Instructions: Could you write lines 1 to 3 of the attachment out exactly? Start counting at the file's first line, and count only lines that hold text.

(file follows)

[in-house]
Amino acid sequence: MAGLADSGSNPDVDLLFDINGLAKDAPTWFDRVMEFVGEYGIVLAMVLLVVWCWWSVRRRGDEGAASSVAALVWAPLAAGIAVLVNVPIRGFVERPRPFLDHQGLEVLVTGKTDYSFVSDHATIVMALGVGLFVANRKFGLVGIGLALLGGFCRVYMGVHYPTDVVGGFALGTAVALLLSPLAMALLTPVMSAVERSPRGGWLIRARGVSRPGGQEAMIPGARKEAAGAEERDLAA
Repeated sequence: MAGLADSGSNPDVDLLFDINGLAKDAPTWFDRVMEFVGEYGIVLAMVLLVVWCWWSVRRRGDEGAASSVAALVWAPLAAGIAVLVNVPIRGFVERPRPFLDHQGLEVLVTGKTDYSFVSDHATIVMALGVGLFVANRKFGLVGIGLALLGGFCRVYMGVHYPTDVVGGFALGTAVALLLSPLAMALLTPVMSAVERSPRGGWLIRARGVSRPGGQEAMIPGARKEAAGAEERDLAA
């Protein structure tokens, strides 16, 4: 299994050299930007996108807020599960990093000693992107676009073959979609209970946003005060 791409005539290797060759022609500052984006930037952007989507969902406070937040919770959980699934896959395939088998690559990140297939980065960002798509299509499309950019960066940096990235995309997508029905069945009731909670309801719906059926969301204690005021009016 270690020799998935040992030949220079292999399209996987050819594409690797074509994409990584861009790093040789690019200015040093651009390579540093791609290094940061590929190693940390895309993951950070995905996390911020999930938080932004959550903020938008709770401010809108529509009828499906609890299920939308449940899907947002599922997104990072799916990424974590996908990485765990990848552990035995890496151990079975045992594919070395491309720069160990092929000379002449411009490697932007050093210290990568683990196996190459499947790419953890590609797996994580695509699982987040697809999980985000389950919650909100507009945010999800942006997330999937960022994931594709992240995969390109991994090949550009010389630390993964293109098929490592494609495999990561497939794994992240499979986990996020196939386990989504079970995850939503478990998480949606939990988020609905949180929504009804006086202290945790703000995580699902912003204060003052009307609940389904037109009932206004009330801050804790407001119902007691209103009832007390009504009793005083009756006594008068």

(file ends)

[in-house]
Amino acid sequence: MAGLADSGSNPDVDLLFDINGLAKDAPTWFDRVMEFVGEYGIVLAMVLLVVWCWWSVRRRGDEGAASSVAALVWAPLAAGIAVLVNVPIRGFVERPRPFLDHQGLEVLVTGKTDYSFVSDHATIVMALGVGLFVANRKFGLVGIGLALLGGFCRVYMGVHYPTDVVGGFALGTAVALLLSPLAMALLTPVMSAVERSPRGGWLIRARGVSRPGGQEAMIPGARKEAAGAEERDLAA
Repeated sequence: MAGLADSGSNPDVDLLFDINGLAKDAPTWFDRVMEFVGEYGIVLAMVLLVVWCWWSVRRRGDEGAASSVAALVWAPLAAGIAVLVNVPIRGFVERPRPFLDHQGLEVLVTGKTDYSFVSDHATIVMALGVGLFVANRKFGLVGIGLALLGGFCRVYMGVHYPTDVVGGFALGTAVALLLSPLAMALLTPVMSAVERSPRGGWLIRARGVSRPGGQEAMIPGARKEAAGAEERDLAA